more on saltwater brine lacto-fermentation

October 22, 2010

lacto-fermentation. aka alchemy.

for information about other methods of lacto-fermentation that don’t use a saltwater brine, see lime-juice lacto-fermentation.


in open crocks

find a crock made of anything but metal (reacts to acids) or plastic (unless you want a probiotic bowl… just kidding. it’s alive!!) – i like glass, but glazed ceramic and that sort of stuff is fine.

fill the bowl part-way with your dream vegetables.

find a (again, not metal or plastic) plate that fits inside the bowl as closely to the edge as possible while still being able to squish the food down. the goal is to have the food ALWAYS under saltwater brine. the brine kills the nasty bacteria in the air that makes food rot. let the pickles live outside of the brine and they immediately begin rotting.

mold blooms will always grow on the surface of the water. spoon out the mold; you won’t be able to remove ALL of it, but try to grab the larger blooms. again, if the blooms aren’t touching the food, your food is safe.

weigh down the plate and sample the food after each delicious day to learn what your ideal fermentation time is. i find hot days pickle food about twice as fast. i have had sour pickles after only a few days in the summer, or up to a week and a half in the winter.

http://www.wildfermentation.com/resources.php?page=vegetables sandy’s amazing website WILD FERMENTATION articulates this a lot better than i can.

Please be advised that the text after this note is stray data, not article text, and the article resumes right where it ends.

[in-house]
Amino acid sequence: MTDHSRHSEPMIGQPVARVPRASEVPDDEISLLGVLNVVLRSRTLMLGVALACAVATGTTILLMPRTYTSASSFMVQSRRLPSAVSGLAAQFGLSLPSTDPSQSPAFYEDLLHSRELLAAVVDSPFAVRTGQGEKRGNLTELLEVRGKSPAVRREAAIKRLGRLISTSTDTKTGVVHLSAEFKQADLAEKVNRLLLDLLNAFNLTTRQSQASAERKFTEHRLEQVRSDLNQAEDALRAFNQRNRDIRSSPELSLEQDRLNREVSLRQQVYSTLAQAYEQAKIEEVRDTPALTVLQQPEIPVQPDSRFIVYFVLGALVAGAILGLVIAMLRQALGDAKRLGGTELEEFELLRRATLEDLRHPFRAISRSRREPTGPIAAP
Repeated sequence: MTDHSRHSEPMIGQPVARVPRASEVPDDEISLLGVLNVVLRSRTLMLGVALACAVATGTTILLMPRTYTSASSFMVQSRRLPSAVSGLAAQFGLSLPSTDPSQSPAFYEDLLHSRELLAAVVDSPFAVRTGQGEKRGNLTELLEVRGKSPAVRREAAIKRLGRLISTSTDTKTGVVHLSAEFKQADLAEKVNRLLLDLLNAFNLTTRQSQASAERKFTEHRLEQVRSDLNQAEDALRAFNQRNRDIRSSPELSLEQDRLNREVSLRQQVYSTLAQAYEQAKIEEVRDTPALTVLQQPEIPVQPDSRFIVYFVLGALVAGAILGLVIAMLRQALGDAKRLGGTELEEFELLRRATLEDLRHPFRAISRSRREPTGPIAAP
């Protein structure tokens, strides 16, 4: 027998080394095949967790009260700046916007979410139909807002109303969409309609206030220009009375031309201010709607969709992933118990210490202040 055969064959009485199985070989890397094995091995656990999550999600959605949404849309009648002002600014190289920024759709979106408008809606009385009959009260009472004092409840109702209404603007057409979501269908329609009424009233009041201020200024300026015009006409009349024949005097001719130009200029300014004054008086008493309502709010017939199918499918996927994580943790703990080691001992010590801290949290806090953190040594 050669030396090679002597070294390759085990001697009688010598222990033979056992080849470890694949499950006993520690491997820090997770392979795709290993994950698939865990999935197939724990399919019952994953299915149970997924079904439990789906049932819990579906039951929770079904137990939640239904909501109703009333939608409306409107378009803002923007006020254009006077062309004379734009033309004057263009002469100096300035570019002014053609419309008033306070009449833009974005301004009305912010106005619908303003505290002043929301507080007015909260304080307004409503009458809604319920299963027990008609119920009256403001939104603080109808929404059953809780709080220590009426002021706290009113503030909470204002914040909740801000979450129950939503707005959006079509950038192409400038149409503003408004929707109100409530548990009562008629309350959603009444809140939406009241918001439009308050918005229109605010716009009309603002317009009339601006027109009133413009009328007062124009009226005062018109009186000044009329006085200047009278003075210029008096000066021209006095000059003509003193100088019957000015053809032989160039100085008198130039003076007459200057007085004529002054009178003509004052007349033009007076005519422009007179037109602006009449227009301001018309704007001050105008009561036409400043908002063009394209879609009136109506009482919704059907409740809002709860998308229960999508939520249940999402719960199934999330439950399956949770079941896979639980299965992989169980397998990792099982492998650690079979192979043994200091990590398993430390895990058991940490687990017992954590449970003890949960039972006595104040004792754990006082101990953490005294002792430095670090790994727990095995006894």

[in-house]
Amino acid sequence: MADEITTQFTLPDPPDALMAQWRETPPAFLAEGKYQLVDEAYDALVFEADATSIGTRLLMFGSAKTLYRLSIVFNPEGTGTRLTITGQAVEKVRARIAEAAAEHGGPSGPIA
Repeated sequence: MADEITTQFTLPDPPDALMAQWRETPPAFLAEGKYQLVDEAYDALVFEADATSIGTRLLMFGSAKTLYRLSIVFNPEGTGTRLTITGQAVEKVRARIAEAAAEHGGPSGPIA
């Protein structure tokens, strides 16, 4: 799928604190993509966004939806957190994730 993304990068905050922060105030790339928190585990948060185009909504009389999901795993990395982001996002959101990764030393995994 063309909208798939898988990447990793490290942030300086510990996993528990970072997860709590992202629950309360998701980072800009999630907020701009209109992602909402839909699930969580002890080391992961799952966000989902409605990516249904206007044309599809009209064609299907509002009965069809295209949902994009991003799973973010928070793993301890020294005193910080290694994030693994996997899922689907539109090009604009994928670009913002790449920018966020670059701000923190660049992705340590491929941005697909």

in jars
(please remember that anaerobic environments like jars are the perfect environment for botulism!)

find a glass jar with a rubber gasket that allows some gases to escape (or be good about burping the jars to prevent explosions.)

most people seem to agree that they need to be sterilized. i never do this and i haven’t been made sick by pickles yet, but i feel like i am asking for botulism.

mix up some non-chlorinated water (we let water sit out to off-gas) with a coarse, non-iodized salt like sea salt or pickling salt. you want it to be just a little saltier than your tears. if you’re not good about remembering to burp the jar, make it a little saltier – it’ll ferment more slowly.

pack vegetables in any combination you can imagine tightly but not too close to the top to avoid explosions. fill brine near the top but not too close. sweet foods, like apple-kraut, will need more headroom to compensate

place on a sunny sill and shake several times a day to ensure even pickling. let ’em sit in the sun a few days, then bring them to a pantry and let them sit a while longer. sample often to find out what you like.

examples of normal activity include a fizziness you’ve only seen in seltzer, a cloudy brine (happens every time to me,) mushy pickles (it’ll happen,) and a mega-sourness.  adding something with tannins (oak leaves, grape leaves, horseradish leaves) will keep ’em crunchier.

some examples of successful ferments i’ve made to get you dreaming

  • beet-horseradish (grated and used as a condiment)
  • carrot-ginger
  • garlic-dill wax beans or green beans
  • clove-cinnamon green tomatoes
  • holy basil and hot jalapeno turnips
  • giardinera with hot peppers, carrots, and onions
  • black-mustard-seed and turmeric caulifower

One comment

  1. […] can do this open-crock (see this post for more details; basically, you want to put a glass filled with water or a rock in the jar to keep […]

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